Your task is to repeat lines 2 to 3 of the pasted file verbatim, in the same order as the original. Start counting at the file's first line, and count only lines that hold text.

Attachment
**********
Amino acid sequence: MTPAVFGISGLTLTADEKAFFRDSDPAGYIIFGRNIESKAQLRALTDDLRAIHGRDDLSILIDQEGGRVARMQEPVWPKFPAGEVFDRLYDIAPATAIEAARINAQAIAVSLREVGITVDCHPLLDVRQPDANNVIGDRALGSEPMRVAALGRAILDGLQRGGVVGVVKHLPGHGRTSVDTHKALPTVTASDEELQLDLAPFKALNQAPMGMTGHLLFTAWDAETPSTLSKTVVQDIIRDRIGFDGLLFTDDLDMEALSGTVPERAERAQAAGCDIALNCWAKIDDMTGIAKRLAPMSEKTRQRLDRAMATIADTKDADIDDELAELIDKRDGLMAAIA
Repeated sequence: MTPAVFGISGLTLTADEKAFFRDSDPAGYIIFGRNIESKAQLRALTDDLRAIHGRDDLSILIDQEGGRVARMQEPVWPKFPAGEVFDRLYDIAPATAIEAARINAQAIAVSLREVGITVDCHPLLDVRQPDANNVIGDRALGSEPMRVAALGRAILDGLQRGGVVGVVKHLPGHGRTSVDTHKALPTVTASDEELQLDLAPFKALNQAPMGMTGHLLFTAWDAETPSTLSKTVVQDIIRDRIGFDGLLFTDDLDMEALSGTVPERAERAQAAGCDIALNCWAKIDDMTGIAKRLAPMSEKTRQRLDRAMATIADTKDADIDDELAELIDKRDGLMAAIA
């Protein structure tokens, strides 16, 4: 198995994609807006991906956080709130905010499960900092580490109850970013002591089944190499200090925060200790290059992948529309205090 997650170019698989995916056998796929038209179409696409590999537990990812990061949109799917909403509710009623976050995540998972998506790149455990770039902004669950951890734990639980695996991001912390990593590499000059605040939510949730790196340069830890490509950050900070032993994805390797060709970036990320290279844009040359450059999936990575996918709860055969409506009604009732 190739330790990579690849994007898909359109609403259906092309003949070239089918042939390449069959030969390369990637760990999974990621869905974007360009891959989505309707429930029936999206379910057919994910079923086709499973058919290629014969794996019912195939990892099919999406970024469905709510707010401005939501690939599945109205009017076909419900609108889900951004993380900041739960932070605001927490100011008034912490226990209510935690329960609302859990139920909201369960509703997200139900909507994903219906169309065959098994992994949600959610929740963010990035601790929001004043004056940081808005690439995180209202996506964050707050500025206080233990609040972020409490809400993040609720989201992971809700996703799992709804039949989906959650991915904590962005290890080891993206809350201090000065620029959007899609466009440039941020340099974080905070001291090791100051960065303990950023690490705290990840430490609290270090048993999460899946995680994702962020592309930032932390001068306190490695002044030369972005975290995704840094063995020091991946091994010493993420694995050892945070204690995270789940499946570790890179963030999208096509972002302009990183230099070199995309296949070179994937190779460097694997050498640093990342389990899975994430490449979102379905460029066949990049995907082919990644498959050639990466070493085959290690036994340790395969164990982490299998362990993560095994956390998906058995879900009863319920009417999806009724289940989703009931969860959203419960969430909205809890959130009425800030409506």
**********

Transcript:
Repeated sequence: MTPAVFGISGLTLTADEKAFFRDSDPAGYIIFGRNIESKAQLRALTDDLRAIHGRDDLSILIDQEGGRVARMQEPVWPKFPAGEVFDRLYDIAPATAIEAARINAQAIAVSLREVGITVDCHPLLDVRQPDANNVIGDRALGSEPMRVAALGRAILDGLQRGGVVGVVKHLPGHGRTSVDTHKALPTVTASDEELQLDLAPFKALNQAPMGMTGHLLFTAWDAETPSTLSKTVVQDIIRDRIGFDGLLFTDDLDMEALSGTVPERAERAQAAGCDIALNCWAKIDDMTGIAKRLAPMSEKTRQRLDRAMATIADTKDADIDDELAELIDKRDGLMAAIA
């Protein structure tokens, strides 16, 4: 198995994609807006991906956080709130905010499960900092580490109850970013002591089944190499200090925060200790290059992948529309205090 997650170019698989995916056998796929038209179409696409590999537990990812990061949109799917909403509710009623976050995540998972998506790149455990770039902004669950951890734990639980695996991001912390990593590499000059605040939510949730790196340069830890490509950050900070032993994805390797060709970036990320290279844009040359450059999936990575996918709860055969409506009604009732 190739330790990579690849994007898909359109609403259906092309003949070239089918042939390449069959030969390369990637760990999974990621869905974007360009891959989505309707429930029936999206379910057919994910079923086709499973058919290629014969794996019912195939990892099919999406970024469905709510707010401005939501690939599945109205009017076909419900609108889900951004993380900041739960932070605001927490100011008034912490226990209510935690329960609302859990139920909201369960509703997200139900909507994903219906169309065959098994992994949600959610929740963010990035601790929001004043004056940081808005690439995180209202996506964050707050500025206080233990609040972020409490809400993040609720989201992971809700996703799992709804039949989906959650991915904590962005290890080891993206809350201090000065620029959007899609466009440039941020340099974080905070001291090791100051960065303990950023690490705290990840430490609290270090048993999460899946995680994702962020592309930032932390001068306190490695002044030369972005975290995704840094063995020091991946091994010493993420694995050892945070204690995270789940499946570790890179963030999208096509972002302009990183230099070199995309296949070179994937190779460097694997050498640093990342389990899975994430490449979102379905460029066949990049995907082919990644498959050639990466070493085959290690036994340790395969164990982490299998362990993560095994956390998906058995879900009863319920009417999806009724289940989703009931969860959203419960969430909205809890959130009425800030409506």